Ukraine says thieves in law helped Russia annex Crimea

Ukraine says thieves in law helped Russia annex Crimea
Vyacheslav Abroskin

Vyacheslav Abroskin believes that the influence of criminal leaders extends from control over the collection of money obtained by criminal means to control in the field of energy and natural resources extraction.

The first deputy head of the National Police, Vyacheslav Abroskin, claims that Russia annexed Crimea because the criminal leaders who were in the Crimean Verkhovna Rada, the government and law enforcement agencies of Crimea, actively contributed to this.

Abroskin quoted an excerpt from Mark Galeotti's The Vory in a Facebook post, which said that the head of the Crimea, Sergei Aksyonov, has a criminal past.

“Sergei Aksyonov, the premier of the new Crimean region, is alleged to have had a vor past, having gone by the nickname of ‘Goblin’ back when he was a member of the Salem organised crime group in the 1990s,” wrote Abroskin.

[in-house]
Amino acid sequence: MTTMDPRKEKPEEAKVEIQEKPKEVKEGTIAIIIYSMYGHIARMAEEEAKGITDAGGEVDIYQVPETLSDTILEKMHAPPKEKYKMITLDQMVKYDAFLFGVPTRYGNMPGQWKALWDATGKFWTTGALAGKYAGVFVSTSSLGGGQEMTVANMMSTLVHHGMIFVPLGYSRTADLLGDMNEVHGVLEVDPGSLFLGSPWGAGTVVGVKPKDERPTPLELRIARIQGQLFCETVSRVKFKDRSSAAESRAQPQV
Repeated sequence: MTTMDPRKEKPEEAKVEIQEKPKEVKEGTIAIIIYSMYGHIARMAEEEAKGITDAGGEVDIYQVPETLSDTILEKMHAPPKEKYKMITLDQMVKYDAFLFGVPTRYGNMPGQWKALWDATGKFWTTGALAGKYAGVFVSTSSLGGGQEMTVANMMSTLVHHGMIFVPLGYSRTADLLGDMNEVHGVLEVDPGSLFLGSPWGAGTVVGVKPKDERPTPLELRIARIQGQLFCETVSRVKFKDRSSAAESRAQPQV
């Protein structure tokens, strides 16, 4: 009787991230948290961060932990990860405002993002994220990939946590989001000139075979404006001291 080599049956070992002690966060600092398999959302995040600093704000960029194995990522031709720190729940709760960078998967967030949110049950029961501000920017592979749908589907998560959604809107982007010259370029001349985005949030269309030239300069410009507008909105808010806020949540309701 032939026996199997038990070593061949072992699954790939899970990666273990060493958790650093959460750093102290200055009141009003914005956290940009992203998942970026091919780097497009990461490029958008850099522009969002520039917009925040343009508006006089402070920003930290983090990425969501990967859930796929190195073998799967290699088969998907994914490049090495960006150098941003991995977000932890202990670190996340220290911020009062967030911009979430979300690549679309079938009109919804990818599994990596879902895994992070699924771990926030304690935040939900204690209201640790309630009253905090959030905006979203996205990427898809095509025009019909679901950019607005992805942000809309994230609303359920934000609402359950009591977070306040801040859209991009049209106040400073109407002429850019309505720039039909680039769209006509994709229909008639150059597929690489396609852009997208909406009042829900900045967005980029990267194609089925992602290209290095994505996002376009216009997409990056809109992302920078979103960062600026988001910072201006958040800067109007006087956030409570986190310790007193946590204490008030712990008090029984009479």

According to him, in those days, the blocking and seizure of Ukrainian military units on the peninsula was organized at the initial stage with the support of thieves in law and other bosses.

Now, according to Abroskin, if anything, the Crimean crime leaders have strengthened their positions.

“They take an active part in all the processes of the country, their representatives have recently integrated into all the country’s power and law enforcement structures,” he wrote.

The deputy head of the National Police states that their influence extends from control over the collection of money obtained by criminal means to control in the field of energy and natural resources.


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